It is a beautiful resort, built to resemble a historic West Coast fishing village. The suites and cabins come in a variety of sizes and styles, many with their own hot tub. It’s also pet-friendly, previously a must for us. As well, each unit has a kitchenette, offering great flexibility for families on vacation.

Last week, the town was quiet. Many of the businesses remained closed for the season; the weather still not conducive to many of the tours and activities. That was fine by us, as we go mainly to relax, chill and perhaps do a little hiking. Oh, and this helped…

If my expression seems odd, the rain was hitting my face at about 50km/hr!

This week though, will be a different story. The Pacific Rim Whale Festival runs for two weeks, from March 12-27, celebrating the return of grey whales to the region. Featuring activities daily and for all ages, this Festival coincides nicely with spring break, if you’re looking for something last-minute, and different, to do. (This year, because of the exchange rate, a ‘Stay-cation’ is a great deal for Canadians, while U.S. visitors will find they get more for their dollar!)

At the height of the summer, outdoor adventure opportunities abound. Whale-watching and surfing are two of the main highlights here, however there are other tours, via both boat and float plane, kayaking, hiking, golfing and fishing.

Combining this with top-notch accommodations, excellent new restaurants and some of the warmest weather in Canada year-round, Ucluelet has all the ingredients for a tourist’s paradise!

Winter though, is the season for one other activity that this region is famous for – storm-watching. Because it’s on my bucket list, I have visited several times in March but had yet to see a single storm until now.

On the Wednesday night, the winds picked up and the rain lashed down, resulting in us waking up Thursday morning without power! However, we braved out into the tail of the storm to watch the waves crashing around the lighthouse. The force and fury of nature was on full display as we took photos that could never possibly do it justice.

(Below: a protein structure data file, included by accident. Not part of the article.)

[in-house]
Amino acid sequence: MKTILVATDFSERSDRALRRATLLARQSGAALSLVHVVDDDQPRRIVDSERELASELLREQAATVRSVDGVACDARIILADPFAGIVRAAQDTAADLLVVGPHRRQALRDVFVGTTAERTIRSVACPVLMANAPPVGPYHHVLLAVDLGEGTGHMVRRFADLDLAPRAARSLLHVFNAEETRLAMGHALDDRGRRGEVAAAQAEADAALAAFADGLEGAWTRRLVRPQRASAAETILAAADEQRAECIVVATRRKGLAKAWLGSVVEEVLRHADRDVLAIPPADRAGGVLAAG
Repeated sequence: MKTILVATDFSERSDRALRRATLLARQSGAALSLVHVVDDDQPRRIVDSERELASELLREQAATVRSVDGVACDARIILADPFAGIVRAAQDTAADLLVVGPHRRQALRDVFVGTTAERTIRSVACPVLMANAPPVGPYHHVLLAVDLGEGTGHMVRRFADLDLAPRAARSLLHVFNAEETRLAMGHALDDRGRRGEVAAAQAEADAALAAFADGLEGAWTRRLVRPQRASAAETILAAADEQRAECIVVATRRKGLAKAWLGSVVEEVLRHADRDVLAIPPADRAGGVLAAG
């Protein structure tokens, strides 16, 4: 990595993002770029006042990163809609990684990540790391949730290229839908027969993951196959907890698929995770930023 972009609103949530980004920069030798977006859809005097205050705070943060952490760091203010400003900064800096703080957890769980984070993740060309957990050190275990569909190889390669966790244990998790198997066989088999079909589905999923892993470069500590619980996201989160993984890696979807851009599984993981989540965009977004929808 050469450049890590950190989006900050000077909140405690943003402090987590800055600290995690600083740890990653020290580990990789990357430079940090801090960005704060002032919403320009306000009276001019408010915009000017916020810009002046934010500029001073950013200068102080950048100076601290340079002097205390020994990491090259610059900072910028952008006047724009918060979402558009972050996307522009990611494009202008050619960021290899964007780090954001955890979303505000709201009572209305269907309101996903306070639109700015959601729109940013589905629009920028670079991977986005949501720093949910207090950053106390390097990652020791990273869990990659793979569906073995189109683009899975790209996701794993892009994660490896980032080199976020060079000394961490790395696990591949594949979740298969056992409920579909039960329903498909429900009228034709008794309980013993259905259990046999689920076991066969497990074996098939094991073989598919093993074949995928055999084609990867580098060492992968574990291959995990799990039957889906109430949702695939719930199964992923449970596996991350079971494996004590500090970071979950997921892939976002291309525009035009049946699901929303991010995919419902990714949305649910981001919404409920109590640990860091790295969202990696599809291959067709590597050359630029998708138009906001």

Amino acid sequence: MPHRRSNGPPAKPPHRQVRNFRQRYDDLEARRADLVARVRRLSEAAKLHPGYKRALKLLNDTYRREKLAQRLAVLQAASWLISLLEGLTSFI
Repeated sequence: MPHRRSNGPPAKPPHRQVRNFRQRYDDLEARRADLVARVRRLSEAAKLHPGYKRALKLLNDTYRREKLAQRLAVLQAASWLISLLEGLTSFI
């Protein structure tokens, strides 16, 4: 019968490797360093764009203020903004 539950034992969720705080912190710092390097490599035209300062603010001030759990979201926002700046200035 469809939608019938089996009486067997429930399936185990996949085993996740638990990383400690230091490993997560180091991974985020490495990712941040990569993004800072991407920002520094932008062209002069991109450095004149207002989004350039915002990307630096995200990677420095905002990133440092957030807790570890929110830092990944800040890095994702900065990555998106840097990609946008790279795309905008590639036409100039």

Despite what the pictures may show, Ucluelet, means ‘safe harbour’ in the Nootka language. For me, this unassuming and friendly town provides just that – an escape from the world for a while. Maybe it could do the same for you!

Tuesday, 23 February 2016

A Love Letter to my Dog


Yesterday, Facebook Memories brought up this photo of our beautiful dog Magic, posted when she passed away six years ago.

We had made the difficult decision to euthanize her, the most horrible, heart-breaking but ultimately respectful and compassionate one, under the circumstances. When we left the vet’s office, I went home and wrote this letter to her spirit:

Thank you for the magic, Magic, for twelve wonderful years. Thank you for all the love and licks and wet-nose nudges that said ‘Here I am, pet me!’ Thanks for all the ‘wroo, wroo, wroo’s that told the story of your day, of some misdemeanor, real or perceived, of Daddy’s (not enough snacks, not enough pets!). Thank you for the companionship of many morning walks, not to mention all the times that Dad was away. You couldn’t hear, but you listened. And oh, how I talked! But you never judged, you always just loved.

Thank you for all the laughter. The goofy inside-out ears, crazy beach runs or bounding through the snow. The antics you got up to with Jake (our cat) when he was still here. Right up until the end there was laughter born of love and affection.

There were the difficult days too, many of them recent as you aged and diminished. I am so proud that we kept caring and loving you (though there could have been no other way, for us). But, you always had a mind of your own, and you expressed yourself quite clearly, especially when ticked off – shredded foam underlay, shredded boxes and garbage bags, chewed-up Tupperware – all spread out over the floor to full effect!

Your favourite thing – food – caused its share of naughtiness too. Stolen food from more than one dinner plate was one thing. Eating a whole box of chocolate bars, swiped from the kitchen counter, complete with wrappers and a large part of the actual box was entirely another. It is a wonder you survived for us to tell the tale on that one!

You had your own unique personality, feelings and flaws and we respected that. You never judged us for our foibles, treating us with the same respect. You take it all as it comes with your family, with those you love.

In the end, I have to say I was honoured and privileged to share my life with such a special being. You had much to teach us about living a better life, the benefits of loving and being happy to see everyone you met. You were a special girl, with much ‘magic’.